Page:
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For over fifteen years, Hildur Ásgeirsdóttir Jónsson (b. 1963) has merged painting and weaving, creating paintings on hand-dyed, woven silk thread. Hildur’s paintings begin from images of the singular landscape of Iceland; addressing numerous Icelandic landmarks, she has created series devoted to Vatnajökull, Iceland’s largest glacier, and Hekla, a stratovolcano that is one of the country’s most active. The exhibition features a selection of Hildur’s large-scale woven paintings made on a three-meters-wide loom, as well as several newly created pieces.
Twice a year Hildur returns to Iceland, taking photographs as she hikes through the landscape. Details of the photographs, from mountainous silhouettes to glacial crevasses, become isolated, cropped, and enlarged as Hildur transfers the imagery to woven paintings in her Cleveland studio. This complex process includes hand-dyeing the threads before weaving together the warp and weft. In the process, Hildur’s original sources are abstracted, as the paintings suggest a range of imagery from nonrepresentational lines and shapes to elemental forms, such as cells, rocks, and galaxies.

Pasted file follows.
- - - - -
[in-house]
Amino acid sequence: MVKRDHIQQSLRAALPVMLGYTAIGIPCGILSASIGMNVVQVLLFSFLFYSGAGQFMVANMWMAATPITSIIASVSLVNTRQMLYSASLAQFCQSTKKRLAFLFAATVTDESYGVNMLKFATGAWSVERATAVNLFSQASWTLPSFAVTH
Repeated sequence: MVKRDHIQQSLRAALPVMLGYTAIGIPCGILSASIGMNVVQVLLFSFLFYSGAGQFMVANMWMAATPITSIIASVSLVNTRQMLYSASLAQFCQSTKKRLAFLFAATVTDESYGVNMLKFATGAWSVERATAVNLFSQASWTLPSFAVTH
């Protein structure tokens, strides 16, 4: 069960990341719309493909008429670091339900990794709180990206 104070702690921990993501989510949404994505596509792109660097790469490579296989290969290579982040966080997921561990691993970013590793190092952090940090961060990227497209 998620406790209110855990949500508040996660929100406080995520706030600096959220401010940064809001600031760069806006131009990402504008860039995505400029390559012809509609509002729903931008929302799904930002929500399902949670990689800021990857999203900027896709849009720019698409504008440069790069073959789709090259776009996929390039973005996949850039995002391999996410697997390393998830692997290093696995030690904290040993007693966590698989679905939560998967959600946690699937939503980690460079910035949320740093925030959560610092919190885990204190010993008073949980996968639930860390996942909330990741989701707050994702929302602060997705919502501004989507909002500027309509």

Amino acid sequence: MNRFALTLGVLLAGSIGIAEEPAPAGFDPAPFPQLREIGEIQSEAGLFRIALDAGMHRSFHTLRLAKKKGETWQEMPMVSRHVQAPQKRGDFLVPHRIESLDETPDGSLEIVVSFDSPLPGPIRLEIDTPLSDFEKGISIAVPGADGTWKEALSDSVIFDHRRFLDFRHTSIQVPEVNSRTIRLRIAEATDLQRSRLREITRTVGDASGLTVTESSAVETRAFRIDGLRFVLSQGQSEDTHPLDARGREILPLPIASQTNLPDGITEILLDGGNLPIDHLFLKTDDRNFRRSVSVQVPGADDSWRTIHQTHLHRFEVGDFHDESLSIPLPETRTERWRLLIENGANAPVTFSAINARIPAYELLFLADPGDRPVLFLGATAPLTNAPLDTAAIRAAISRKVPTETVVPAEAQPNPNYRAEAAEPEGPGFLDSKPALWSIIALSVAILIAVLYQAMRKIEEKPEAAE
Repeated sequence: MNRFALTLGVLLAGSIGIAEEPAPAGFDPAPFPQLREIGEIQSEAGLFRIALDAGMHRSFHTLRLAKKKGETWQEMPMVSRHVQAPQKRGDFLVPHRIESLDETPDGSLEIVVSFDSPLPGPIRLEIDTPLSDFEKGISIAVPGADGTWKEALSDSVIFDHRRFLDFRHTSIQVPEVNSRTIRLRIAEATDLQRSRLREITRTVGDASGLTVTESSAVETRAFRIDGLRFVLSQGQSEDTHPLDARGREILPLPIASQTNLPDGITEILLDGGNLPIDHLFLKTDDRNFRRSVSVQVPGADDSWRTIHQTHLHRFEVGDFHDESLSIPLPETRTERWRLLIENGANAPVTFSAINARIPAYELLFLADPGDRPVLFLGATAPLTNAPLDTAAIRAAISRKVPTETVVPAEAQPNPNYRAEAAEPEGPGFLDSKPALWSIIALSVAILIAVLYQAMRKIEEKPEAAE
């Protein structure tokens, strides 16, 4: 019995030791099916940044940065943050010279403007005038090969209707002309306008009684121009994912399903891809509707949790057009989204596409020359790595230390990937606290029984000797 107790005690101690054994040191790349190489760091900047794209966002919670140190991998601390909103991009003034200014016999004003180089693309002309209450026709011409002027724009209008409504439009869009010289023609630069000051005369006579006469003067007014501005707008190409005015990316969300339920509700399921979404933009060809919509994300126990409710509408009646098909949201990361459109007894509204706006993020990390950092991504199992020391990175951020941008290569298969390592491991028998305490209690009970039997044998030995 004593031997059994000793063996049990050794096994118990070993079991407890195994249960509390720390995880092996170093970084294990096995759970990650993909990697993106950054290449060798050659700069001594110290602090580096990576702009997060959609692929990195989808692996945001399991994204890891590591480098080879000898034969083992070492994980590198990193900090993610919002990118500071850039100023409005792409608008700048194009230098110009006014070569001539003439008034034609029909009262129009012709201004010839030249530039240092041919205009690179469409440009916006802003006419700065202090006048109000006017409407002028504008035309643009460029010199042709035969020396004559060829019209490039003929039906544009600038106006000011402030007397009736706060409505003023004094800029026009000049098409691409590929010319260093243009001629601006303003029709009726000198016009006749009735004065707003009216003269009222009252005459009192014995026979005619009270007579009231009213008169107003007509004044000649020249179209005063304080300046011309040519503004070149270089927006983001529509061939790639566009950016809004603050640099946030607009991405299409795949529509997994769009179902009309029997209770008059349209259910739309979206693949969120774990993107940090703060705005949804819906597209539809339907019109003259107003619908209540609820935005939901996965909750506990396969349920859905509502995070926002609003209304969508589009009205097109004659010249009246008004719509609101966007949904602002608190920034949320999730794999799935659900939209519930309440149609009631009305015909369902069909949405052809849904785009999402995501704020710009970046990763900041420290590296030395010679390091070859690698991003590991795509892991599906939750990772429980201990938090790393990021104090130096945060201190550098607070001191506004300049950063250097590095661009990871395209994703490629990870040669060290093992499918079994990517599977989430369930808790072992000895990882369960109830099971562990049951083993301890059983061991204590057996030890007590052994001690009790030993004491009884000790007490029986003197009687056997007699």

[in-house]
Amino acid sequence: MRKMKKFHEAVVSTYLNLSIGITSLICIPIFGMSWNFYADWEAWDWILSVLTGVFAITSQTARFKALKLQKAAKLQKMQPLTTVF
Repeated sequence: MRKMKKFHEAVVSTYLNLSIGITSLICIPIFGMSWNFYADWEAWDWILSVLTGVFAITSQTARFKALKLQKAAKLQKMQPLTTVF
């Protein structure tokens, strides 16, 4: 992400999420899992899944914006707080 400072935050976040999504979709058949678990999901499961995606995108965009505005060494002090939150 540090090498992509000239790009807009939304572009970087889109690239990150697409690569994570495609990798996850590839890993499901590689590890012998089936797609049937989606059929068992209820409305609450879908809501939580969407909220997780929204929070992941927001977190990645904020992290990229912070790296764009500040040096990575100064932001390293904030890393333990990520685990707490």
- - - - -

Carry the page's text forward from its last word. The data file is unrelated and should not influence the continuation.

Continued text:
© Reykjavik Art Museum.